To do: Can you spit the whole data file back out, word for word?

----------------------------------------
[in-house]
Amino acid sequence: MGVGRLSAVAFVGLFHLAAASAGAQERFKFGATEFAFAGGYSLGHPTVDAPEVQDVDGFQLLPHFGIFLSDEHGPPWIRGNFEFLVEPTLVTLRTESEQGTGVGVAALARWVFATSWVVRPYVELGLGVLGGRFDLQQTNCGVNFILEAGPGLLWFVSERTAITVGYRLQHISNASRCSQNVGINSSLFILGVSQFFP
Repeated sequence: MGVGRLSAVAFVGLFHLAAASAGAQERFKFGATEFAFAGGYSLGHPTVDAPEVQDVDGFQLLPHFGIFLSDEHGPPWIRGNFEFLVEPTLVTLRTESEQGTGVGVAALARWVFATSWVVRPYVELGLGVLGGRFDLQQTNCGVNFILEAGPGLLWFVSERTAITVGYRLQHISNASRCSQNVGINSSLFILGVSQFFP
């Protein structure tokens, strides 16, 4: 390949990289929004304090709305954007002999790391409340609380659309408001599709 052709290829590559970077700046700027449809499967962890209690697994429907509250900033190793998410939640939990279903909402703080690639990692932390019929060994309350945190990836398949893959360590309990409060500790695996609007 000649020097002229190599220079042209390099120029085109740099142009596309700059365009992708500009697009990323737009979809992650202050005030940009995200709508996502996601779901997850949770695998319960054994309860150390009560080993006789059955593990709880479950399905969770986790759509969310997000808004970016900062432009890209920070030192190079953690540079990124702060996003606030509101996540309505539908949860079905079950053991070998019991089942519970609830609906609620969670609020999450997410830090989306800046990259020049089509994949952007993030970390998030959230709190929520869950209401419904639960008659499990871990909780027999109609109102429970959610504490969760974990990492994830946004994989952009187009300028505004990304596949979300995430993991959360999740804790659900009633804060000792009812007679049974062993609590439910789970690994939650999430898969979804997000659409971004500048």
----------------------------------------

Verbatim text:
[in-house]
Amino acid sequence: MGVGRLSAVAFVGLFHLAAASAGAQERFKFGATEFAFAGGYSLGHPTVDAPEVQDVDGFQLLPHFGIFLSDEHGPPWIRGNFEFLVEPTLVTLRTESEQGTGVGVAALARWVFATSWVVRPYVELGLGVLGGRFDLQQTNCGVNFILEAGPGLLWFVSERTAITVGYRLQHISNASRCSQNVGINSSLFILGVSQFFP
Repeated sequence: MGVGRLSAVAFVGLFHLAAASAGAQERFKFGATEFAFAGGYSLGHPTVDAPEVQDVDGFQLLPHFGIFLSDEHGPPWIRGNFEFLVEPTLVTLRTESEQGTGVGVAALARWVFATSWVVRPYVELGLGVLGGRFDLQQTNCGVNFILEAGPGLLWFVSERTAITVGYRLQHISNASRCSQNVGINSSLFILGVSQFFP
């Protein structure tokens, strides 16, 4: 390949990289929004304090709305954007002999790391409340609380659309408001599709 052709290829590559970077700046700027449809499967962890209690697994429907509250900033190793998410939640939990279903909402703080690639990692932390019929060994309350945190990836398949893959360590309990409060500790695996609007 000649020097002229190599220079042209390099120029085109740099142009596309700059365009992708500009697009990323737009979809992650202050005030940009995200709508996502996601779901997850949770695998319960054994309860150390009560080993006789059955593990709880479950399905969770986790759509969310997000808004970016900062432009890209920070030192190079953690540079990124702060996003606030509101996540309505539908949860079905079950053991070998019991089942519970609830609906609620969670609020999450997410830090989306800046990259020049089509994949952007993030970390998030959230709190929520869950209401419904639960008659499990871990909780027999109609109102429970959610504490969760974990990492994830946004994989952009187009300028505004990304596949979300995430993991959360999740804790659900009633804060000792009812007679049974062993609590439910789970690994939650999430898969979804997000659409971004500048």